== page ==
On April 25th, 1973, Henry McDaniel was inside his home in Enfield, Illinois when he heard a strange scratching at his door. It was late at night—around 10 o'clock—and when McDaniel looked out, he saw what he thought was a bear. Arming himself with a flashlight and a gun, he stepped outside into wild winds. There, he saw a creature standing between two rose bushes. But it was no bear.
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McDaniel described the creature as having three legs and two short arms. Its body was also short, but near human. It was around four and a half feet tall with a grayish color and sported two big, pink eyes the size of flashlights.
Upon seeing this uncanny creature, McDaniel fired off four shots. One of the rounds allegedly hit it, drawing a hiss he compared to that of a wildcat. The creature is said to have then made a run for it toward a railway embankment, spanning 50 feet with three jumps.
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When McDaniel called the local authorities to investigate this incident, they found footprints near his home. McDaniel described these prints as doglike, having six toe pads. At the time of his report, the police found McDaniel to be fully rational and sober.
As the investigators branched out to questioning neighbors, 10-year-old Greg Garrett seemed to corroborate McDaniel's story. Garrett said he saw the beast just 30 minutes before McDaniels did, and that it shredded his sneaker as it stepped on his foot. However, Garrett later came out saying his report was phony, meant only to tease McDaniels and the newsman.
As the story picked up attention, news outlets speculated that perhaps the creature was just a wild ape or escaped kangaroo. McDaniel dismissed these explanations. He asserted that if the creature was ever again seen, it would be with a group of similar creatures. Creatures he believed were not of this planet.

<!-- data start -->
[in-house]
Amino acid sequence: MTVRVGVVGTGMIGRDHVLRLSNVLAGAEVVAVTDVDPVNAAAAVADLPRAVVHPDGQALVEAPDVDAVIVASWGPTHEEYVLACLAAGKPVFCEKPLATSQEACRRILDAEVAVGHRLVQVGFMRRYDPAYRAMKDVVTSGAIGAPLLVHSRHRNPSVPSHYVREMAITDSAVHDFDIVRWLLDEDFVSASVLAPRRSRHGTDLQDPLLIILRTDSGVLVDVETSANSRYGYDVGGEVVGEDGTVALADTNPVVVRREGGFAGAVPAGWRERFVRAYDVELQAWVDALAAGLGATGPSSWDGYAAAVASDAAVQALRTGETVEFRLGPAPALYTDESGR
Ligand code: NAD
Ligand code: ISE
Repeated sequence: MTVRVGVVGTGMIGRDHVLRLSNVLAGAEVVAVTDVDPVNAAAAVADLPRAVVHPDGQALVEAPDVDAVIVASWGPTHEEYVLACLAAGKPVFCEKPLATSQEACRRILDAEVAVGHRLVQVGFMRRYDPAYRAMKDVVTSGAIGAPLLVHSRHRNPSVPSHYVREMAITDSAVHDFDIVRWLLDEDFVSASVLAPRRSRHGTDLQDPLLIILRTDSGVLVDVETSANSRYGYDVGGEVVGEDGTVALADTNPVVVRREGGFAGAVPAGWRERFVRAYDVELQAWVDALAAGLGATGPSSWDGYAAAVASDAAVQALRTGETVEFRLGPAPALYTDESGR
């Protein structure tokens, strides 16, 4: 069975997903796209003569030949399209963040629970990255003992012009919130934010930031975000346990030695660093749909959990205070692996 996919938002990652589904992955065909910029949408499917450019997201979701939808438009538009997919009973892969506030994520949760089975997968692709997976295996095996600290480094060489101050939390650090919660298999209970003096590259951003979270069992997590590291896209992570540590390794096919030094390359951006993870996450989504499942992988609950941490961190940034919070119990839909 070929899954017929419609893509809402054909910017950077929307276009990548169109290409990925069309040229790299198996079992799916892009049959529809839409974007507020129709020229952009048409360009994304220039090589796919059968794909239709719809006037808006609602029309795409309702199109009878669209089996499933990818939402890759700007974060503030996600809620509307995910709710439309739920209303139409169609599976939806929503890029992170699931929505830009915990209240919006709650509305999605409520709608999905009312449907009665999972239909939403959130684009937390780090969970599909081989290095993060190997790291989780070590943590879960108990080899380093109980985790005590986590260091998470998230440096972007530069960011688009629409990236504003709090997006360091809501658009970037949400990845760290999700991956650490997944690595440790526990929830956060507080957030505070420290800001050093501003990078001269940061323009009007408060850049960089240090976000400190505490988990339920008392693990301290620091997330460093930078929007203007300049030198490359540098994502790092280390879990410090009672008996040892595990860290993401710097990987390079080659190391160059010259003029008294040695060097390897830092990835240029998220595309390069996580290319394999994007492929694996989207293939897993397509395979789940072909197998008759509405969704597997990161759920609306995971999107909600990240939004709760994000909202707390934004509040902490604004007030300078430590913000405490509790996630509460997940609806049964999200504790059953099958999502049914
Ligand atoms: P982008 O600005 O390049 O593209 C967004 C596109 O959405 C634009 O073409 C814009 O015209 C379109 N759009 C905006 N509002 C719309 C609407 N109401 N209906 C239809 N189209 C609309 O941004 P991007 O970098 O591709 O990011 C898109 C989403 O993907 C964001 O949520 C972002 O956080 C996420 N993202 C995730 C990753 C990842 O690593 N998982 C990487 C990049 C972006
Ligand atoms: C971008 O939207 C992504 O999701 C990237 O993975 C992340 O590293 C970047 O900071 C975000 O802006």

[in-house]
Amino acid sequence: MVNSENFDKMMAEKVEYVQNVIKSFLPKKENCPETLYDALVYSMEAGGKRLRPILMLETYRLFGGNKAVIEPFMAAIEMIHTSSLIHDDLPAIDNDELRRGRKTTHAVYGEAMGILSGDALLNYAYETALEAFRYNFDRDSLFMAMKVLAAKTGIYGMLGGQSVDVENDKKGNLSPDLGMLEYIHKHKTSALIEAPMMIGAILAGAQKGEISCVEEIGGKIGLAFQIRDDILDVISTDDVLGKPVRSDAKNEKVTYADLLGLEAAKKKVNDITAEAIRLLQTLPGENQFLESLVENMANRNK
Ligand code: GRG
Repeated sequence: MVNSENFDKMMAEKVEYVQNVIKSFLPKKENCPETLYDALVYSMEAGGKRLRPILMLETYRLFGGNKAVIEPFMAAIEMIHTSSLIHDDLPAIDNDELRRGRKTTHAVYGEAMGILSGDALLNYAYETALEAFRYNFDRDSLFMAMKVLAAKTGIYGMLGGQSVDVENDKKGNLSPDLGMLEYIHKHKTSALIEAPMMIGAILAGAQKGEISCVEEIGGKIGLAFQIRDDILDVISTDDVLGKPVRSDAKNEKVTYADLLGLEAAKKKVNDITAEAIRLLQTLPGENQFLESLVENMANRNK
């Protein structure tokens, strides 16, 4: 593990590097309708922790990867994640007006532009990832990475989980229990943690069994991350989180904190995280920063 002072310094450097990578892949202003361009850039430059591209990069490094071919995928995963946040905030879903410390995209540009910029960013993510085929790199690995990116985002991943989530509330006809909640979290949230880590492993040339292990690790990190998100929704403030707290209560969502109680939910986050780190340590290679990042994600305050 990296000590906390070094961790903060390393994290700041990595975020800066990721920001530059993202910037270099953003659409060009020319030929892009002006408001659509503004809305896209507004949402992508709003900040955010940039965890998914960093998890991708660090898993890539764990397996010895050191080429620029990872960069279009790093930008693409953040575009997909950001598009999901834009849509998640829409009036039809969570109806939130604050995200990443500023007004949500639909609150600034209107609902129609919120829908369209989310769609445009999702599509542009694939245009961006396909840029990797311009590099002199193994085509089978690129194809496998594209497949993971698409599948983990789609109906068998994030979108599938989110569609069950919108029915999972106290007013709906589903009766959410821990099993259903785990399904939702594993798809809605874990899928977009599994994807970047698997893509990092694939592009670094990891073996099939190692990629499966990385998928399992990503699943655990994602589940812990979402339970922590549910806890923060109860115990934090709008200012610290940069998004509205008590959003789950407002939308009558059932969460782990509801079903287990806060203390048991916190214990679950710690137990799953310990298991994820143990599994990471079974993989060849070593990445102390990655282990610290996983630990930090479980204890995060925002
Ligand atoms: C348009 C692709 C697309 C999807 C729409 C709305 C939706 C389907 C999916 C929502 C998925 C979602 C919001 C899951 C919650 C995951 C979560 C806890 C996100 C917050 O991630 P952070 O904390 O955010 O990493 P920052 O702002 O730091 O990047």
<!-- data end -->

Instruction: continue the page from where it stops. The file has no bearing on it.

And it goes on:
On May 6th, just two weeks after the initial incident, McDaniel reported to the WWKI radio station that he saw the creature yet again at 3 am that morning. He spotted it carefully padding its way across the railroad tracks by his house. He didn't shoot at it, and it didn't seem to be in a hurry. A search party including WWKI news director Rick Rainbow went out later that day to see if they could catch sight of it, and returned with reports of an apelike creature lingering by an abandoned building close to McDaniel's home. They claimed to catch a recording of its cries before they shot at it and scared it away. While cryptozoologist Loren Coleman investigated the recording and the case, nothing solid has seemed to come of it.
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Amateur hunting parties set out to take this beast down. A group of gentlemen reported seeing the ghastly creature, but added on to the eerie description, calling the beast "hairy." They fired upon the creature but failed to hit it. The men, who the local sheriff described as "out drinking and raising hell," rather than truly monster hunting, had the men charged with hunting violations.
In 1978, five years after these reports, sociologists cited this episode for a paper on social contagion. They used the incident to exemplify collective behavior, in which a large group was affected by panic, hysteria, collective visions, or other extreme suggestibility because of the spread of intense emotion. Their research found that, in actuality, there were no more than three firsthand accounts of this beast which seemed to grip the town in fear. Beyond that, these reports had been subsequently exaggerated by the news and the local gossip mill, turning a baffling incident into a horrifying legend.
The paper highlights that many reports admitted there was some validity to the belief that people had seen an array of animals, rather than a beast. Further research into the subject found others admitting that Henry McDaniel had a notoriously overactive imagination. Throughout the course of the study, only one person the sociologists interviewed held firm in agreeing with McDaniel's assessment that he had encountered a being from outer space.
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So what do you believe? Was this little town too ready for a bit of excitement that they created a horror out of common wildlife? Or were these sociologists too keen to find reason in the unnatural that they brushed aside evidence of life beyond our understanding?
Featured image: Neil Rosenstech/Unsplash.